Floating fish balloons are a mainstay in Paris-based artist Philippe Parreno’s current work—unable to be bound to any medium, the artist explores the object in the relationship to the space of an exhibition. Utilizing scientific technology in groundbreaking ways, Parreno most recently gave performative authority to a yeast colony in his 2017 show, La levadura y el anfi trión (The Yeast and The Host) at Museo Jumex in Mexico City. Last year marked three international solo exhibitions for the artist—Natalie Hegert sits down with Parreno to talk about his two recent exhibitions in 2018, at Martin-Gropius-Bau in Berlin and the Art Institute of Chicago, in the context of the inescapable impermanence of the ‘permanent’ object.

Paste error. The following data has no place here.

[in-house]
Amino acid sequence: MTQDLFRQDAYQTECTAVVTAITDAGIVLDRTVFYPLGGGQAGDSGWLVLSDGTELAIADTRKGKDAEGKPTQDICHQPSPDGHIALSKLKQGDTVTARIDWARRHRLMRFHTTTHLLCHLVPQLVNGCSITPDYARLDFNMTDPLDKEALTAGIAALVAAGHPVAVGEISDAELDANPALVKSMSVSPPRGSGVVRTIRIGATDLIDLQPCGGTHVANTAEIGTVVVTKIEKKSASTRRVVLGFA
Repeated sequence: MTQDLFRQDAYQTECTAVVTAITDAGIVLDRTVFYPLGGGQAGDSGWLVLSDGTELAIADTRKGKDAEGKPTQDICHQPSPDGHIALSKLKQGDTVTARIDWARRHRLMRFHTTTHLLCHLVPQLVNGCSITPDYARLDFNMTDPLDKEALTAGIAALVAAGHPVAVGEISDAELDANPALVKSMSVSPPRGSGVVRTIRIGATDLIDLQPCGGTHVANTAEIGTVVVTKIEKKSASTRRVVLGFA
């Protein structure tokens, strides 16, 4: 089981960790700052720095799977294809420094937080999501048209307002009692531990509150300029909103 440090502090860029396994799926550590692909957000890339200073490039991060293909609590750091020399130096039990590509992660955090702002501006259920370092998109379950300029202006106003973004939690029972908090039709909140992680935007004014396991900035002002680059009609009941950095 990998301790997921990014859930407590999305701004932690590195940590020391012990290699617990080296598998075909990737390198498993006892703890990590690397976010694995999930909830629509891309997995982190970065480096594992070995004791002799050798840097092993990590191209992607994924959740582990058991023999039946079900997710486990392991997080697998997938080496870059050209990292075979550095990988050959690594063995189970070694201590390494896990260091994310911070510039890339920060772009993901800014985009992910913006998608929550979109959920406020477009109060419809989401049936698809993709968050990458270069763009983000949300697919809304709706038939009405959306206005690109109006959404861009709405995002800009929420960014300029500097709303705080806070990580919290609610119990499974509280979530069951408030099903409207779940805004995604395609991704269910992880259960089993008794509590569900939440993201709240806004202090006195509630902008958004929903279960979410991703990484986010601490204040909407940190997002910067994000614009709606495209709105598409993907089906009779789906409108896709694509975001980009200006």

Philippe Parreno was born in 1964 in Oran, Algeria. He graduated from École des Beaux-Arts de Grenoble in 1988 and in 1989 from Institut des Hautes Études en Arts Plastiques at the Palais de Tokyo, Paris. In 2016, Parreno presented the Hyundai Commission in the Turbine Hall at the Tate Modern in London. He was the first artist to take over the entire 237,000 square foot space at the Palais de Tokyo in Paris with his exhibition Anywhere, Anywhere Out of the World which opened in October 2013. Major exhibitions of Parreno’s work include: Museo Jumex, Mexico City (2017); Rockbund Art Museum, Shanghai (2017); Fundaciao de Serralves, Porto (2017); HangarBicocca, Milan (2015), Park Avenue Armory, New York (2015), CAC Malaga (2014), The Garage Center for Contemporary Culture 0 , Moscow (2013); Barbican Art Gallery, London (2013); Fondation Beyeler (2012); Philadelphia Museum of Art (2012); The Serpentine Gallery, London (2010); Witte de With (2010); Irish Museum of Modern Art, Dublin (2009); Centre Pompidou, Paris (2009); Kunsthalle Zurich (2009); CCA Kitakyoshu, Japan (2006); Kunsthalle Zürich (2006); San Francisco Museum of Modern Art (2003); Musée D’Art Moderne de le Ville de Paris (2002), and Moderna Museet, Stockholm (2001). Most recently, Parreno’s work was on view at the Art Institute of Chicago, where his exhibition Two Automatons for One Duet was on view from February 3–April 15, 2018. He lives and works in Paris.